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The Greatest Football Teams to Never Win the World Cup

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Johan Cruyff, star of the Netherlands team that dazzled crowds at the 1974 World Cup.

Johan Cruyff, star of the Netherlands team that dazzled crowds at the 1974 World Cup.

In football, as in many other sports; some teams seek to win at all costs, while others seek to win the hearts of the crowd. The FIFA World Cup provides the perfect stage for this clash of philosophies.

Here, teams that play to win have the better chance of clinching football's ultimate prize, but those that play to entertain will earn the admiration of an audience that spans the entire globe.

Whatever your preferred philosophy, the old adage "history only remembers the winners" does not hold true. Here are some of the teams that were so celebrated for the way they played, their failure to win the World Cup only enhanced their legend.

Austria (1934)

A Kingdom of Italy stamp for the 1934 World Cup.

A Kingdom of Italy stamp for the 1934 World Cup.

Fresh off a 14 game winning streak that included victory at the Central European International Cup (predecessor to the European Championships); the Austrian Wunderteam entered the first European World Cup in 1934 as firm favourites to take home the trophy.

They utilised quick passing and dynamic movement, making them an early proponent of the "Total Football" style of play that would revolutionise the game in the 1970s.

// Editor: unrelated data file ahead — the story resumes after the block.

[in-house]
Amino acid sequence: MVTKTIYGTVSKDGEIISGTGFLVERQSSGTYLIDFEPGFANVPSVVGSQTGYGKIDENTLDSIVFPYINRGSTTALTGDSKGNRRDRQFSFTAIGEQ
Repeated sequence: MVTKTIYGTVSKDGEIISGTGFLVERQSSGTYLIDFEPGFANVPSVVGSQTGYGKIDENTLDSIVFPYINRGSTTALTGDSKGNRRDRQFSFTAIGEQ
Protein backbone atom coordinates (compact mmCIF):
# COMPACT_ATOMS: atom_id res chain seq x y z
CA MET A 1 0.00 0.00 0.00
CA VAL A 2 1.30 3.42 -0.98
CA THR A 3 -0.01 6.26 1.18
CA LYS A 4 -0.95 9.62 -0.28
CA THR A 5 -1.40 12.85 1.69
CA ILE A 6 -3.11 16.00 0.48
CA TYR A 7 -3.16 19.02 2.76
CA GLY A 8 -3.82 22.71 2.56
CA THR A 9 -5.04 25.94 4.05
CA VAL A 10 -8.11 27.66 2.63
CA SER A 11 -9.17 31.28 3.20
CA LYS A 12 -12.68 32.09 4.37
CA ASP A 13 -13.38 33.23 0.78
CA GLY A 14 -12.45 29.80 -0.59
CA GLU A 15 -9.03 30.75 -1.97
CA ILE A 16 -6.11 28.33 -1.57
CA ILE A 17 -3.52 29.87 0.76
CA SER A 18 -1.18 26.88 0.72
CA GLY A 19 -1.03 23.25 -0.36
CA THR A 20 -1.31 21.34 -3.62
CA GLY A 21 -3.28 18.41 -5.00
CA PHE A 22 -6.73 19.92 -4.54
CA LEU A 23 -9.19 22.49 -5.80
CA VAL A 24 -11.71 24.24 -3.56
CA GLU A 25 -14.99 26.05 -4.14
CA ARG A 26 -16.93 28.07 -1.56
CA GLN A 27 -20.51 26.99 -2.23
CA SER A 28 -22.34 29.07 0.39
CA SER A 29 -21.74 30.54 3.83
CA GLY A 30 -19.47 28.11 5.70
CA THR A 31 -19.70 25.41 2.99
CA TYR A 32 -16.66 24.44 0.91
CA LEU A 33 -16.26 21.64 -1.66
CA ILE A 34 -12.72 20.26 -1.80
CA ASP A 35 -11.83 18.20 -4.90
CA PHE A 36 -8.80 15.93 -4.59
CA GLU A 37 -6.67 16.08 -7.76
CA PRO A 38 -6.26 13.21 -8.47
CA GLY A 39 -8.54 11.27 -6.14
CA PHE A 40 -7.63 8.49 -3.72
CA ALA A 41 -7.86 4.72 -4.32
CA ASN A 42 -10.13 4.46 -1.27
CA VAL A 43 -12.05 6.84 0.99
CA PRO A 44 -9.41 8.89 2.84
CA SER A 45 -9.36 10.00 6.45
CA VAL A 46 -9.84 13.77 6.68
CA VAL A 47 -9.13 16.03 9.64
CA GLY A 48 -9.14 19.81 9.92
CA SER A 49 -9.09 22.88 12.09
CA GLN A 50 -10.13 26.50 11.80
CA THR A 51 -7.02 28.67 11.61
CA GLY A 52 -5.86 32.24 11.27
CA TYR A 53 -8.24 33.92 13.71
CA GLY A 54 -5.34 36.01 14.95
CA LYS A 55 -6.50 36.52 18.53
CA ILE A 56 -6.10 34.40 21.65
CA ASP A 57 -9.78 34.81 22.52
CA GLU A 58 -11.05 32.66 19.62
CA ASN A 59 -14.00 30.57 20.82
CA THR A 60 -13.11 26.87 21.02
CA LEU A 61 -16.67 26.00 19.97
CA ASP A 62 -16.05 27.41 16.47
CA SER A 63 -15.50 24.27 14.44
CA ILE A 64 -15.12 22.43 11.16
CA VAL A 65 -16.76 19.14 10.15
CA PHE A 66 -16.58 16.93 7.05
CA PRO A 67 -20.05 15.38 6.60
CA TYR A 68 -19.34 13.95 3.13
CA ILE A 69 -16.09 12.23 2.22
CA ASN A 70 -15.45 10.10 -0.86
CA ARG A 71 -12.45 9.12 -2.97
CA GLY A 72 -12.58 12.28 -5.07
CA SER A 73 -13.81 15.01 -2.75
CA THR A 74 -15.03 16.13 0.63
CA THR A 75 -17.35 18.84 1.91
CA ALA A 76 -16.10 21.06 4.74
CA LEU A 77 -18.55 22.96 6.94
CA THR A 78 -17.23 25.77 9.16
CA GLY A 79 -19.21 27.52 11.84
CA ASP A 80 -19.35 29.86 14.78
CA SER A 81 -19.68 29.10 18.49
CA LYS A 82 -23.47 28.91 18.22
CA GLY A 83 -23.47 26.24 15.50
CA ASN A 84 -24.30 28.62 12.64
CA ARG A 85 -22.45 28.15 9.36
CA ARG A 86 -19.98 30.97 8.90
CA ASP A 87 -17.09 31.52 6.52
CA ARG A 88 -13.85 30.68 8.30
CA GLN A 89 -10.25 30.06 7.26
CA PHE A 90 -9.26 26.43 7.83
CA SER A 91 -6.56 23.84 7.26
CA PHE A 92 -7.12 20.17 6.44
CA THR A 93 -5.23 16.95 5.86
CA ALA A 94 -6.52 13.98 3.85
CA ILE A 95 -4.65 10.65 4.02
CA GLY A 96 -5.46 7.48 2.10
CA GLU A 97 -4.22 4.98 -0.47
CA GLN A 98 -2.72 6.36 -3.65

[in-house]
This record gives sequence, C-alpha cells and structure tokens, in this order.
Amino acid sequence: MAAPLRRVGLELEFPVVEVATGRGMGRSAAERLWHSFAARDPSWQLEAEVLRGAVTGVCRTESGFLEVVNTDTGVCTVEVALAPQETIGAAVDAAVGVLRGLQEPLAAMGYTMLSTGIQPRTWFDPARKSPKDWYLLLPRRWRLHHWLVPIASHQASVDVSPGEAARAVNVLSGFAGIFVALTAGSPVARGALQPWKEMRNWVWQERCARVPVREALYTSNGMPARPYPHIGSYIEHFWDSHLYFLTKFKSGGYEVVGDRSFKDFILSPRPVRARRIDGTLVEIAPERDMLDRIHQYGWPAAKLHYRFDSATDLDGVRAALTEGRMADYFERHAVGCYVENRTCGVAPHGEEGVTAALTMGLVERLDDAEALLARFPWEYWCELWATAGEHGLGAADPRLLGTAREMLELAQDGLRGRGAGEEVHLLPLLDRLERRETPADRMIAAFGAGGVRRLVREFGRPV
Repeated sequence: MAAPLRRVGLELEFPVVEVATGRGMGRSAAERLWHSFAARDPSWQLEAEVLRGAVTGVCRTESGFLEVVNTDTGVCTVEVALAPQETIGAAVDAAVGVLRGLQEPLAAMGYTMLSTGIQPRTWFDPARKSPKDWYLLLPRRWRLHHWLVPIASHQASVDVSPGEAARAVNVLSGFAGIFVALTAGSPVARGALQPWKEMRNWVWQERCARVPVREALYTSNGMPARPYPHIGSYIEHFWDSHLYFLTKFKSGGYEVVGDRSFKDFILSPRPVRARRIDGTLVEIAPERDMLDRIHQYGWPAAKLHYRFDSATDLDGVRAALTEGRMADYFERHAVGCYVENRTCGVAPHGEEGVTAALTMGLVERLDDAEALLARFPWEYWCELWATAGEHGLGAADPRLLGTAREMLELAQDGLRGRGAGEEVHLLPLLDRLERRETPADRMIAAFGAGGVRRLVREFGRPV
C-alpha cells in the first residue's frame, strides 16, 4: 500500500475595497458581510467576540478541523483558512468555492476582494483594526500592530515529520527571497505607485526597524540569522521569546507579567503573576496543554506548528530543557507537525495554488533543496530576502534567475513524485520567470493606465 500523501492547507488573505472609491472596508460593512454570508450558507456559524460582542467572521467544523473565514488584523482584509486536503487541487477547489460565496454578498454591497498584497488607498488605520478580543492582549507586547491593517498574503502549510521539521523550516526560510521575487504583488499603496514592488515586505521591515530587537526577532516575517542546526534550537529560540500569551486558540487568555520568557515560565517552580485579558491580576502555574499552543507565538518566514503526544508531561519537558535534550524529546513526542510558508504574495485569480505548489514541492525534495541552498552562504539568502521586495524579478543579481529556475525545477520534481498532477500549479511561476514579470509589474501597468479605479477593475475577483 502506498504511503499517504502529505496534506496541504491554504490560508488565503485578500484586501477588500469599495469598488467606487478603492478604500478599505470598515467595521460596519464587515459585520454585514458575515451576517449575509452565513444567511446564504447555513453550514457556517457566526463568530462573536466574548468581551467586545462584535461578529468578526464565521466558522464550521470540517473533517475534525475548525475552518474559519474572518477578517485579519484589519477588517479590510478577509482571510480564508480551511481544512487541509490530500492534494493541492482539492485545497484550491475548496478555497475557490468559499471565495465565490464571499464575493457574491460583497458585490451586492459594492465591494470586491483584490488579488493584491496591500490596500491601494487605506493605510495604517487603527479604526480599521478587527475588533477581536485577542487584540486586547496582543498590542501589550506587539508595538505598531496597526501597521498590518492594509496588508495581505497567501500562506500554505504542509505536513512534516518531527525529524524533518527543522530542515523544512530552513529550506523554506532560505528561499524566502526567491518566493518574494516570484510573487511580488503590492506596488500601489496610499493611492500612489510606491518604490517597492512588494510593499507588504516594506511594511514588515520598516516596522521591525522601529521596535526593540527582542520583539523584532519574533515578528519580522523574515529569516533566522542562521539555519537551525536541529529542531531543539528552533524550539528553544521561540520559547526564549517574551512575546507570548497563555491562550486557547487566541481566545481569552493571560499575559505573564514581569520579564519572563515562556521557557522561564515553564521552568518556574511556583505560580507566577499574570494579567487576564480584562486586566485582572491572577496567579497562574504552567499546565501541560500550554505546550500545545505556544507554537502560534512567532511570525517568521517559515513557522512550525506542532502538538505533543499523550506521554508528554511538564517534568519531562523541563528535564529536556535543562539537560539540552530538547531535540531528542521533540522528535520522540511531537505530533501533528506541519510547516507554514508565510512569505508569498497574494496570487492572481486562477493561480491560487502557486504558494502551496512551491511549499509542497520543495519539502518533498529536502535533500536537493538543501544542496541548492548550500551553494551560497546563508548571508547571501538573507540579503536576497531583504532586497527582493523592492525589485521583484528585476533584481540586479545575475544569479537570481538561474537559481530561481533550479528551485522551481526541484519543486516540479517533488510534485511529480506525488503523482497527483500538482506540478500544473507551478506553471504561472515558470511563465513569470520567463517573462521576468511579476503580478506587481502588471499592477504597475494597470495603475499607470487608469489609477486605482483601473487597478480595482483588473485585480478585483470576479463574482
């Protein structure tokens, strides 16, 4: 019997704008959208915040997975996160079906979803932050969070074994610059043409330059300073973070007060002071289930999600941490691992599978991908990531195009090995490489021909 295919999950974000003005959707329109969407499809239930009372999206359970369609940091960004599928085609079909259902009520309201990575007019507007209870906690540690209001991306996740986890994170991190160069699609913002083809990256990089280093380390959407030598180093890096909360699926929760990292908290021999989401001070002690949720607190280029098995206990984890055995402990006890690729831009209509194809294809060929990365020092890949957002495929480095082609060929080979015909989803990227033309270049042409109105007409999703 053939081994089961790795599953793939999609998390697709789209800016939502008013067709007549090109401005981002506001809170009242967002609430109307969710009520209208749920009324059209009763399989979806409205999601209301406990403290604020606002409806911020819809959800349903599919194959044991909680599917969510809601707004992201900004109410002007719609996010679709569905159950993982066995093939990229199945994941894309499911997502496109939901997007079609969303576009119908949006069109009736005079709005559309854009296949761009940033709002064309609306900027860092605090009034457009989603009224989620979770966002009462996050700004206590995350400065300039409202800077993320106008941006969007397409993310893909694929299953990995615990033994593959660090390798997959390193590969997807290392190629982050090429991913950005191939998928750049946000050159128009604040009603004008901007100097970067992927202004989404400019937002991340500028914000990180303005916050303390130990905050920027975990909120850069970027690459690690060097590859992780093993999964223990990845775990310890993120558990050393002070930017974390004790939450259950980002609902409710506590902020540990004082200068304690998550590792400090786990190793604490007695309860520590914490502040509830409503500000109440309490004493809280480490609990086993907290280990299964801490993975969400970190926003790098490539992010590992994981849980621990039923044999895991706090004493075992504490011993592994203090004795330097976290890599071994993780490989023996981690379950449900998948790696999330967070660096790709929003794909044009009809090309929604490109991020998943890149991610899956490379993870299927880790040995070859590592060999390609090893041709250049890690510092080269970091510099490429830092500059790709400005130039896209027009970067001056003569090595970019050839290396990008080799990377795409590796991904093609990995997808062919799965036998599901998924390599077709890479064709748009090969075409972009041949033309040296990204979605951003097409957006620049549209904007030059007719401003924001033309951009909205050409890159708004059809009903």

So why didn't they win the World Cup?

Host nation Italy, inspired by their home support (and the stern gaze of onlooking Italian Duce Benito Mussolini) were able to defeat Austria in the semi-final.

There were some questions raised about the officiating of referee Ivan Eklind, who allowed a particularly controversial goal to stand (the Austrian goalkeeper was seemingly bundled over his own line by Italian players while holding the ball).

That said, Italy would go on to win the 1938 World Cup as well, leaving little doubt that they were indeed the best team in the world at the time; but the Austrian team will always be remembered for the way they played. Unfortunately, the Nazi occupation of Austria in 1938 brought an abrupt end to the country's thriving football culture.

Coach: Hugo Meisl, was inspired by English coach Jimmy Hogan to develop a style of football that favoured keeping the ball on the ground over aerial play.